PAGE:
This essentially gave me the RX side of the portable station all in one – it even has its own internal battery meaning it cut down on the number of leads. However, I have made up a power lead to run from an external 12 battery in case it is needed whilst out portable. All I need to do connect connect to the antenna and I was ready to go. And with having 2 antenna sockets it means I can use the supplied ‘rubber duck’ antenna to monitor my own TX signal.
Now on to the TX side of the portable kit – this is all very similar to my main ATV station, but with all the following parts in one case so it’s very much ‘plug and play’: TX module, On Screen Display module, camera, and AUX AV input with a switch to choose which input is used.
The TX module is slightly different from the ones on the main ATV station. They are essentially the same, but I have found these to be slightly more reliable from an output power perspective.
The Eachine TX526 is a great TX unit and idea for 6cm ATV. This unit allows you to switch the output power between 25mW, 200mW and 600mW and supports 40 channels, bands A, B, E, F & R between Channel 1 – 8. 5665MHz is band E, channel 3 (E3)
Eachine TX526 VTX 5.8G 40CH AV FPV Transmitter
- Transmitting Power: Switchable between 25mW, 200mW and 600mW
- Video Format: PAL/NTSC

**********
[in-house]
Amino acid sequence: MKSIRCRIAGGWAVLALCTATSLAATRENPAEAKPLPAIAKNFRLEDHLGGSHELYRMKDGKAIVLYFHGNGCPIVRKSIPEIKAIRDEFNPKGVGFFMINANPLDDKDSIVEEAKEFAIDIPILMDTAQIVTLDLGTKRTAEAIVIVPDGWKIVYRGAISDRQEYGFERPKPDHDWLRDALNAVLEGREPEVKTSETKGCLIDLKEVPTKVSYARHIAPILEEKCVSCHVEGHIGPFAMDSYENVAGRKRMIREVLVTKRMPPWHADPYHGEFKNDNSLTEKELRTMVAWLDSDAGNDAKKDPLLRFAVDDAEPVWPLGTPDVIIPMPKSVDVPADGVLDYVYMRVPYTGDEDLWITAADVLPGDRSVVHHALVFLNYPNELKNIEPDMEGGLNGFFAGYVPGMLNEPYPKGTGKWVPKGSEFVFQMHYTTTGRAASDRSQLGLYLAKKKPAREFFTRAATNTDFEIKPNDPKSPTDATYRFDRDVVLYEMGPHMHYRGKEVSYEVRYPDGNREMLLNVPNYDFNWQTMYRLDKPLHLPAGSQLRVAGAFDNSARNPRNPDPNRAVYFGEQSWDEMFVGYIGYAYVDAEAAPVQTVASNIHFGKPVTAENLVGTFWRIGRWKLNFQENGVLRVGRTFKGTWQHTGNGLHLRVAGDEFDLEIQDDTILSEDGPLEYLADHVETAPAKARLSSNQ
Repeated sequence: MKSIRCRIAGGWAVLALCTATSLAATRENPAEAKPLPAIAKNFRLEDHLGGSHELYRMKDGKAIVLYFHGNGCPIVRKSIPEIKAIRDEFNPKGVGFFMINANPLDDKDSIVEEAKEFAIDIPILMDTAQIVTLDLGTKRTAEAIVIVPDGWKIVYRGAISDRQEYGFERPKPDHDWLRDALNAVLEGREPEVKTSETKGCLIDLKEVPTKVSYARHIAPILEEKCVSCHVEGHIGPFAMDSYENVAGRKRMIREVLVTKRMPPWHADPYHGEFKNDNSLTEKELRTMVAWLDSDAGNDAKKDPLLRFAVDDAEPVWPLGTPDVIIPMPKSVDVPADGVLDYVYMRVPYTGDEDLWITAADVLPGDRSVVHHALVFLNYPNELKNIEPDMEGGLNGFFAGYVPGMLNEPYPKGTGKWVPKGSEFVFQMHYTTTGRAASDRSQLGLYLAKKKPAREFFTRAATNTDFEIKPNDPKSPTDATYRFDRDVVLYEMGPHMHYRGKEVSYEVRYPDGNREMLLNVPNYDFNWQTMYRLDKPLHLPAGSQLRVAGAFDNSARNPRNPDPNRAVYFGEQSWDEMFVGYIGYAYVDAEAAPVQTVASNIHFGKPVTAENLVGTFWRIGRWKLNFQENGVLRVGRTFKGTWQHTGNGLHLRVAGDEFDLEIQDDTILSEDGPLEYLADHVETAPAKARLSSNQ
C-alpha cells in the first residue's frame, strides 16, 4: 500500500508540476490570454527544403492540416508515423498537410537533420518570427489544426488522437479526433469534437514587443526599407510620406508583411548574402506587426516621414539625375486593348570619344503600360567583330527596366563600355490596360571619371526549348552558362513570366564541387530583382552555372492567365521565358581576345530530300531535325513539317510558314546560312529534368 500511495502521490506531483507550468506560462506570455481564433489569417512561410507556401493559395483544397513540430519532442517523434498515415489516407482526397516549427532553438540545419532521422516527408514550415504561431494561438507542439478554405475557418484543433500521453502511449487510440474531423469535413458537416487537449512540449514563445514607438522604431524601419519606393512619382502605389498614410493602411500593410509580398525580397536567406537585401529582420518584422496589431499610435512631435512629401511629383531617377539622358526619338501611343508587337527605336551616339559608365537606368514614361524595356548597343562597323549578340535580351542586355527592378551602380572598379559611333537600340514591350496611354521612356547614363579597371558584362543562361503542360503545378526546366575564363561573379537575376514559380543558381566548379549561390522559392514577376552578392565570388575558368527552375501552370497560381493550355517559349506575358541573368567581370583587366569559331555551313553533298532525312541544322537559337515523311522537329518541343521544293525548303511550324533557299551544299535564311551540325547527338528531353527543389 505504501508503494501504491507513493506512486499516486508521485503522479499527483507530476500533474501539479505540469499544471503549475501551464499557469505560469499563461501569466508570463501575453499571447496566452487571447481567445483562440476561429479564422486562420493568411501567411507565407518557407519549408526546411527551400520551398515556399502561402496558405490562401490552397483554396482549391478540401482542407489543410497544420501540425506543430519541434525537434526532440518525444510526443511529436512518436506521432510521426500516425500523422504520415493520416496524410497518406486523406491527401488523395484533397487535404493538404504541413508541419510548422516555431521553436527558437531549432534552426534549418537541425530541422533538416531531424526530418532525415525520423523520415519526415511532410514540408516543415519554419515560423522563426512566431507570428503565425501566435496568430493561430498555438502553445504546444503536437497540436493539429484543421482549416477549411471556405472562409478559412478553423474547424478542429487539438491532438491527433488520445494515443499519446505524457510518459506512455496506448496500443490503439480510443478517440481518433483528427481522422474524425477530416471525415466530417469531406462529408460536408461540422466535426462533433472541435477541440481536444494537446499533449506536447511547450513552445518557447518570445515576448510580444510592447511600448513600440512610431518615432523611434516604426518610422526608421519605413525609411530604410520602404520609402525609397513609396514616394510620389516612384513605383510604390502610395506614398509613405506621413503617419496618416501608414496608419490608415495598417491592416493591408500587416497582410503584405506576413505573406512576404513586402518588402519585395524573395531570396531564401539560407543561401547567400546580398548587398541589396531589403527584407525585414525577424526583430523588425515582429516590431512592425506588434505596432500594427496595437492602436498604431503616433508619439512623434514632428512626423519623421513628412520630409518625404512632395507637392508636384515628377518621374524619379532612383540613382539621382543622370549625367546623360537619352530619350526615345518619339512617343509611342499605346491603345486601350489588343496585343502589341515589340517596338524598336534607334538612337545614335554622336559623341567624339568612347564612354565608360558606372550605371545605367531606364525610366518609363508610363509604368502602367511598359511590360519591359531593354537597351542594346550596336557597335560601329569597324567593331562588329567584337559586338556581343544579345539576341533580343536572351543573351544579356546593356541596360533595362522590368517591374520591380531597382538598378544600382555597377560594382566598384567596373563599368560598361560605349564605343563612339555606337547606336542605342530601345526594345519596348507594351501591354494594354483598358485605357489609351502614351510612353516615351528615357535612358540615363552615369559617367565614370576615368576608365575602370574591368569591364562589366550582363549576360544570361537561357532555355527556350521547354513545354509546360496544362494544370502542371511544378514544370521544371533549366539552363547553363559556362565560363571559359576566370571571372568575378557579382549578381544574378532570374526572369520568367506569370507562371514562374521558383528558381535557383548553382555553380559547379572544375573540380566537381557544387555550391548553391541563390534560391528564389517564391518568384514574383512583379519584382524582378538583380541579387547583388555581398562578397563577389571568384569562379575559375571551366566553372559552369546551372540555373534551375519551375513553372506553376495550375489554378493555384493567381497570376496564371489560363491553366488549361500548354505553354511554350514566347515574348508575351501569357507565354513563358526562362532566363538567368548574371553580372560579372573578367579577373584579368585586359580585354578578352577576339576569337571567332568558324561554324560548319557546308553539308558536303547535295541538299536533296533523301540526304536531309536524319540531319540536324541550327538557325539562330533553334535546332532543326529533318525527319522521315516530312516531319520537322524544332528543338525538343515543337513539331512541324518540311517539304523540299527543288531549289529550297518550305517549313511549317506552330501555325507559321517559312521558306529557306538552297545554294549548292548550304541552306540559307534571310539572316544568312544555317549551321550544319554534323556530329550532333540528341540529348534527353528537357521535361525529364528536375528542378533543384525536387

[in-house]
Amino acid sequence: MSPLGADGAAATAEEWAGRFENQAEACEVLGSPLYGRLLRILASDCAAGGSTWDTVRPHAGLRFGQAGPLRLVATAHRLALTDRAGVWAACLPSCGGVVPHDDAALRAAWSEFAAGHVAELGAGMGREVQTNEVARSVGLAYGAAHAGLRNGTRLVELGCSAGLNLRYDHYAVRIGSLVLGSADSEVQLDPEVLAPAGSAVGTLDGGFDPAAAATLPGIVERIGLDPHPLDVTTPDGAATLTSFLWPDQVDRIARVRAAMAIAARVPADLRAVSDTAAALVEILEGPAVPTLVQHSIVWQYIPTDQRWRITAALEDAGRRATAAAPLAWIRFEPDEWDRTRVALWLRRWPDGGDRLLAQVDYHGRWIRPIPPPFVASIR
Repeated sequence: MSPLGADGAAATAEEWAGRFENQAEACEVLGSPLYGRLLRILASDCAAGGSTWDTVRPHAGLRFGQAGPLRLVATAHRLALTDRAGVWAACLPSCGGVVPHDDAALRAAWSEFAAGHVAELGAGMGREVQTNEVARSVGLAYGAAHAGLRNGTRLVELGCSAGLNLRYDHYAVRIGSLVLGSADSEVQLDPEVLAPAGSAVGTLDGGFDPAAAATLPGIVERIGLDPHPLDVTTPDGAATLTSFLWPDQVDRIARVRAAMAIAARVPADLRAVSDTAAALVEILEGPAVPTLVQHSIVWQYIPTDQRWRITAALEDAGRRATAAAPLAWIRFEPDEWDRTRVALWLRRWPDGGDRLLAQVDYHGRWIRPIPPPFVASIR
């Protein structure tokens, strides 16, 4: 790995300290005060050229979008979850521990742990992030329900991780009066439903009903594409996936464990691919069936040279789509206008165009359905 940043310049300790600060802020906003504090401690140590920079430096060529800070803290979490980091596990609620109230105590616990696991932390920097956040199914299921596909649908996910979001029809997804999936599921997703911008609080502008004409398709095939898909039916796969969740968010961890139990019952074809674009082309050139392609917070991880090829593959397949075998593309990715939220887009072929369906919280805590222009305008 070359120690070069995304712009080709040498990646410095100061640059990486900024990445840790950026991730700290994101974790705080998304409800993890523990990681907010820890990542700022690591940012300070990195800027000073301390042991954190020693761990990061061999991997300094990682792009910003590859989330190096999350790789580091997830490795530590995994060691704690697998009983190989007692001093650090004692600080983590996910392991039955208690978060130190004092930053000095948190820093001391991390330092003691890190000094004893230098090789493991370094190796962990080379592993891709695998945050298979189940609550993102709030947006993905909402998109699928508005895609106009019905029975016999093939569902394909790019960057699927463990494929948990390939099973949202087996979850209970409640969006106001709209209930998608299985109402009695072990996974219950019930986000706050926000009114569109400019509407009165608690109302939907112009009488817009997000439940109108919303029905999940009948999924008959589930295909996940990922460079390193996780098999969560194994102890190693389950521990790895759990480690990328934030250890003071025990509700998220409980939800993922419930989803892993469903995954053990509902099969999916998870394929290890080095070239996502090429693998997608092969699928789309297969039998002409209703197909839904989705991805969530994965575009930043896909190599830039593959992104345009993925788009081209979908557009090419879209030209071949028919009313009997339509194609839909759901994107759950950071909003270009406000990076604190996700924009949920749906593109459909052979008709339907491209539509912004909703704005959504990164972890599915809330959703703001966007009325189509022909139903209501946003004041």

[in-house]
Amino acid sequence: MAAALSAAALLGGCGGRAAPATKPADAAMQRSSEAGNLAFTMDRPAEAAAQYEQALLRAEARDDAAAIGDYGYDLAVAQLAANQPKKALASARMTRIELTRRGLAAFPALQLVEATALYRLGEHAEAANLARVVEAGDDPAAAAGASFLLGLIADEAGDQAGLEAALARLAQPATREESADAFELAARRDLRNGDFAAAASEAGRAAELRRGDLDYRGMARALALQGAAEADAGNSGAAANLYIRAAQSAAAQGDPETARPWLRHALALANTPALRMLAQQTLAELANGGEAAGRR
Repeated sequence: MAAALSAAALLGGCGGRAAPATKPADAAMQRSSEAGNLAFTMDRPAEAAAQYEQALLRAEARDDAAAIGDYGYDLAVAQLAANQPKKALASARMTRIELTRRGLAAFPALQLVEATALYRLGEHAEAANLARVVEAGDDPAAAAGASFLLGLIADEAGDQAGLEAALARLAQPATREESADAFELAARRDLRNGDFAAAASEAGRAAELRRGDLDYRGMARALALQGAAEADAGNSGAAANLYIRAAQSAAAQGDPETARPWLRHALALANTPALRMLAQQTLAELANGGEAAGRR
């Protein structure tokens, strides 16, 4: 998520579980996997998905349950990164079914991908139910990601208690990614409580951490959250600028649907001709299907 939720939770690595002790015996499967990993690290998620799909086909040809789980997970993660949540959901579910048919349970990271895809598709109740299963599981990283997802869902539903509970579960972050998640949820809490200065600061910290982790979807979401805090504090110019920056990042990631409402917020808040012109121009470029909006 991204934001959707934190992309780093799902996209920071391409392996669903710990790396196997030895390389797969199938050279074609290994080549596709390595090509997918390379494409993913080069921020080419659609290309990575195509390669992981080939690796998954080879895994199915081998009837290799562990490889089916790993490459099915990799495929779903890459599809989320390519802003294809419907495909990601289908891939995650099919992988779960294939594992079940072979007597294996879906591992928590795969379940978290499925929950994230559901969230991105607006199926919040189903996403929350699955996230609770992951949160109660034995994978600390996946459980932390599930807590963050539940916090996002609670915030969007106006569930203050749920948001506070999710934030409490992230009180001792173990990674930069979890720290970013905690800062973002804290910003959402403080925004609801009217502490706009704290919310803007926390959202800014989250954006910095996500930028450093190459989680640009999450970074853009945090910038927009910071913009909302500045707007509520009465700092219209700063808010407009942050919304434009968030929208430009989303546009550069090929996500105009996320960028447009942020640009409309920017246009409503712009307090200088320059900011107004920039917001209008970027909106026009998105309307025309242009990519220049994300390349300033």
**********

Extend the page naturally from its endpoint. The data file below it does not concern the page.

- Working Current: (25mW 120mA & 200mW 180mA & 600mW 250mA) at 12V
- Operating Temperature: -10℃ to +85℃
- Video Band Width: 0-18 MHz
- Audio Carrier Frequency: 6.5MHz
- Video Input Level: 1.0Vp-p (±0.2)
- Video Input Impedance: 75 Ohm
- Audio Input Level: 1.0Vp-p
- Audio Input Impedance: 10K Ohm
- Antenna Connector: RP-SMA Male Connector
- Weight: 6.8g
- Dimension: 28.5mm (L) x 20mm (W) x 8mm (H)
A chassis mount N Type (female) to SMA (female) was fitted to the top of a plastic case 15cm X 9cm X 5mm, and using an SMA RP adaptor the transmit unit was connected directly to this. The TX unit it held firmly in place by this chassis connector, and some heat sink was glued to the back of the TX unit to help dissipate some heat whilst in operation. A 12V input was fitted to the case with all 12V modules connected to it, with an ON-OFF switch which acts as a main TX switch.
Onscreen Display Module
I was not adding a test card generator to the portable kit, however I wanted to ensure I was able to transmit my callsign and other information over the video signal. After building the main ATV station I discovered there was a lightweight (around 1g in weight) Onscreen Display Module that is indented for drone use (transmitting flight data such as altitude etc.) that could be programmed to display any text of choice – this was added as a retrofit to the main system – and I wanted to use one on this new build.
The unit in question is a ‘MinimOsd Minim Mini OSD On Screen Display with KV TEAM MOD for CC3D FC FPV RC’. They are very simple to use, just solder power wires direct to the board, as well as Video IN and Video OUT and Ground wires; you also need to solder the programming pins to the board. The board is very small so be careful with the soldering iron !
The module does need programming with the information you want to display – the module needs to be programmed line by line, but if you’re only displaying a few lines it’s not too complicated. Details on how to do this are available at various online sources so I’ll not ‘reinvent the wheel’ by detailing it here, but in summary you need some Arduino programming software and then a osdprepcode.zip file from the CQ-DATV download page and other sites. In the file is a PDF file with entitled FONTSHOWTO.pdf which tells you how to upload the new font file.